Wednesday, June 27, 2012
I have found that what I call joyful writing is a key to releasing writer's block.
To get past the fear of the blank page you begin to write for the sheer joy of it — for no one but yourself — the way you used to write, back in a time when all your dreams were ahead of you and nothing was standing in your way.
Write about something you're passionate about, something you wished you had done, an adventure you wished you had taken. And don't stop writing because what you are writing is not the truth. That immediately puts on the brakes. Don't listen to the voice that says, "It didn't happen that way." Write it your way, and it becomes your truth.
Rediscover the pleasure of putting words on the page, with no thought of where those words are going, or of who will read them. They belong to you. Those words are moving you closer to the day when you are writing again.
Relax and let it happen.
Wednesday, June 20, 2012
The only thing I had to go on when I decided to make a Laura Secord costume was what her daughter Harriet told author Sarah Anne Curzon in 1891. Harriet was James' and Laura's third daughter, and at the age of ten, the only one who saw her mother leave the house at dawn the day of her walk to warn Lieutenant Fitzgibbon. "She had on house slippers and a flowered print gown; I think it was brown, with orange flowers on it," Harriet remembered all those years later.
My dress is cream-coloured cotton, with tiny blue flowers on it. In an earlier life it had been a tablecloth, one I'd made myself years ago. The dress has an empire waistline, popular in the Regency period, and the long skirt, which is slightly longer and fuller in the back, is fully lined. For this dress I used Simplicity costume pattern 4055. The only thing I changed was the length of the sleeves, making them elbow length.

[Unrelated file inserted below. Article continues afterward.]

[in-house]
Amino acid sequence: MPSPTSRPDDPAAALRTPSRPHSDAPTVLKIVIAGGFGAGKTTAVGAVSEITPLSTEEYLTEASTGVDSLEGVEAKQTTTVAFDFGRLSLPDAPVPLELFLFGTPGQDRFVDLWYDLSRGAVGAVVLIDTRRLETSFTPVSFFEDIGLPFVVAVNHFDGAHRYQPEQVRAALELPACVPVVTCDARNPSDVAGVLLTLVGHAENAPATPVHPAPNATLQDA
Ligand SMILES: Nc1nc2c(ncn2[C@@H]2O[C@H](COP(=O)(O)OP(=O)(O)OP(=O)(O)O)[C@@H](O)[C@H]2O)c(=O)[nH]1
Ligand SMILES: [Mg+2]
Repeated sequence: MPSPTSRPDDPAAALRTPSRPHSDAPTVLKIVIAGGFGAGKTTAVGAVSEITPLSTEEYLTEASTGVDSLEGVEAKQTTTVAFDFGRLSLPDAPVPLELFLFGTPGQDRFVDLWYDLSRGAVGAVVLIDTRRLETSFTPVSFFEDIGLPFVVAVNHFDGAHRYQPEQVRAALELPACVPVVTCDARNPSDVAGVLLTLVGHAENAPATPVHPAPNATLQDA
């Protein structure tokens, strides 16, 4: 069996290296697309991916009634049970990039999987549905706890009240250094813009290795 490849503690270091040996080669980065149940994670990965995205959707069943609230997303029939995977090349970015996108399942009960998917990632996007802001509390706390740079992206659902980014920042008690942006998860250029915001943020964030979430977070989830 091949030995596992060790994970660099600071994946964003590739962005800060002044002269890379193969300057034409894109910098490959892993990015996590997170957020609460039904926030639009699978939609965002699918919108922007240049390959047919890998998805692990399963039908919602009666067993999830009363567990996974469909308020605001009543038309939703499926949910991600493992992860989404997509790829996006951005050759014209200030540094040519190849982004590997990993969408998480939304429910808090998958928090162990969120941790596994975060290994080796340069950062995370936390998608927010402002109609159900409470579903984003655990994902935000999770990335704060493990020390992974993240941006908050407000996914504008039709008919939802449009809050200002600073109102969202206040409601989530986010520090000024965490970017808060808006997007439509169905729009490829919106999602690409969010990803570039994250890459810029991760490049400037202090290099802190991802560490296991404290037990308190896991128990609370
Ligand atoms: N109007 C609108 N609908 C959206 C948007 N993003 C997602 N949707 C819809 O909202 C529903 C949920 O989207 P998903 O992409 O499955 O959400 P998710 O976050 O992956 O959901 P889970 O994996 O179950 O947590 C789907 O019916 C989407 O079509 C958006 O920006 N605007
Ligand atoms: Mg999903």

The shawl and mob cap were made from another Simplicity pattern, 3723.
It is more likely that on that hot day — June 22, 1813 — Laura wore a sunbonnet. I chose something that I could make myself, a mob cap or duster, which is what women wore everyday at home in those days.
I would have preferred not to wear a hat, but it seems to complete the outfit.
I'm including this picture because it shows what I wore on my feet. They are black, ballerina-style slippers, and after spending a whole weekend, June 1–3, wearing them at the Spencerville Mill Bicentennial Heritage Fair, I can say they worked very well.
Wednesday, June 13, 2012
Julie Maynard (left) of The Avid Reader book store in Cobourg ran the book table, and I was there to sign copies during the break for refreshments.
Pauline Janitch, tireless volunteer at the Cobourg Public Library, welcomed the audience to a special edition of the regular Monday afternoon at the Movies event. Pauline was the driving force behind this successful event and did most of the planning and publicity.
I was introduced by Charmaine Lindsay, CEO of the CPL. Chris Worsnop, Chair of the Vintage Film Festival, which co-sponsored the event, introduced us to the film we viewed that afternoon, Stella Maris, made in 1918. It was one of Mary Pickford's most highly-acclaimed silent movies. It was excellent, with Mary playing dual roles in what turned out to be a gripping story.
My thanks to everyone concerned. It was a memorable party.
Wednesday, June 6, 2012
|A view of the back of the Secord homestead, Queenston, Ontario.|
The story continues from last week's blog.
The press picked up the story of the prince's reward for Laura Secord's bravery, and in 1861 Niagara resident, Emma Currie, read those newspaper accounts.
Who was this woman, Laura Ingersoll Secord, and why had Emma Currie never heard the story of her heroism?
When the Woman's Literary Club was formed in St. Catharines in 1892, twenty-four years after Laura's death, Emma Currie, as its founder, wrote a paper to be delivered at the opening. The subject of her address was Laura Secord.
With further research, Currie's paper became a book that was published in 1900. The Story of Laura Secord and Canadian Reminiscences to this day remains a respected source of expert information.
If Laura Secord, at the age of eighty-five, had not been so determined to have her name included on a list of veterans of the War of 1812 that was to be presented to the visiting Prince of Wales, and if his subsequent gift had gone unnoticed by the press, the public might have continued to be unaware of the heroine who had lived among them for so many years.